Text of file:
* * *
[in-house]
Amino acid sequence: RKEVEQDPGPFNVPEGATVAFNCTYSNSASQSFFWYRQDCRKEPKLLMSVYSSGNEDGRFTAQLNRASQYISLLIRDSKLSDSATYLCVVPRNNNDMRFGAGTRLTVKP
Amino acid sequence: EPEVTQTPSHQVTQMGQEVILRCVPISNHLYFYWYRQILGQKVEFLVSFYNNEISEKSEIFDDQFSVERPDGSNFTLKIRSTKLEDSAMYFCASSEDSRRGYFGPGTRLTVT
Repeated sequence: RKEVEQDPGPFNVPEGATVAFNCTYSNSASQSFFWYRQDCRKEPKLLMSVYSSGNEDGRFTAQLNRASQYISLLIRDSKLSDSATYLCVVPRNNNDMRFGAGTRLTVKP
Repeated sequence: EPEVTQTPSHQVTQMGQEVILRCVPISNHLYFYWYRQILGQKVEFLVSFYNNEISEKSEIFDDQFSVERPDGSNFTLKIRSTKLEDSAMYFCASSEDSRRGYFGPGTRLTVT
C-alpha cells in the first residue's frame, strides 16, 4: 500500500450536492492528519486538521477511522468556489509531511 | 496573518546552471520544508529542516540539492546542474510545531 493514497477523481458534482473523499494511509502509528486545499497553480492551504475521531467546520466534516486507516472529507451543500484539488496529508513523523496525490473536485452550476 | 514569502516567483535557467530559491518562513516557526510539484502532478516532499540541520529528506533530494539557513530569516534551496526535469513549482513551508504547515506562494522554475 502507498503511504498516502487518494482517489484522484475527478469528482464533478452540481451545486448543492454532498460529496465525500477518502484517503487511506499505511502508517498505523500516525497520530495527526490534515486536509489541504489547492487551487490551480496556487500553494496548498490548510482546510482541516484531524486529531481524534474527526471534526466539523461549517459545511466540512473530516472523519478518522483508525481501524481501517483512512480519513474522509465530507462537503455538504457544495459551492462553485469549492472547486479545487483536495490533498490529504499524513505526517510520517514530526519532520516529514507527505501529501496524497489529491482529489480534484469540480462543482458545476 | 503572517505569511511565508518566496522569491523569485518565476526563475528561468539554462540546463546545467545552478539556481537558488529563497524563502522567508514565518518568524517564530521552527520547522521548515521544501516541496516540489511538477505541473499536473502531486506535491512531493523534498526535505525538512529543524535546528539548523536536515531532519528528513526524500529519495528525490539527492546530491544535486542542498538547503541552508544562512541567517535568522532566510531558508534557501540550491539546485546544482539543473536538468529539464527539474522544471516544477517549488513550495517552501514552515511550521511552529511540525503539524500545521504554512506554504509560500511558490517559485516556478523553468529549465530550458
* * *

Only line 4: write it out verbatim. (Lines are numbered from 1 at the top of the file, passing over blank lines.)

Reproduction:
Repeated sequence: RKEVEQDPGPFNVPEGATVAFNCTYSNSASQSFFWYRQDCRKEPKLLMSVYSSGNEDGRFTAQLNRASQYISLLIRDSKLSDSATYLCVVPRNNNDMRFGAGTRLTVKP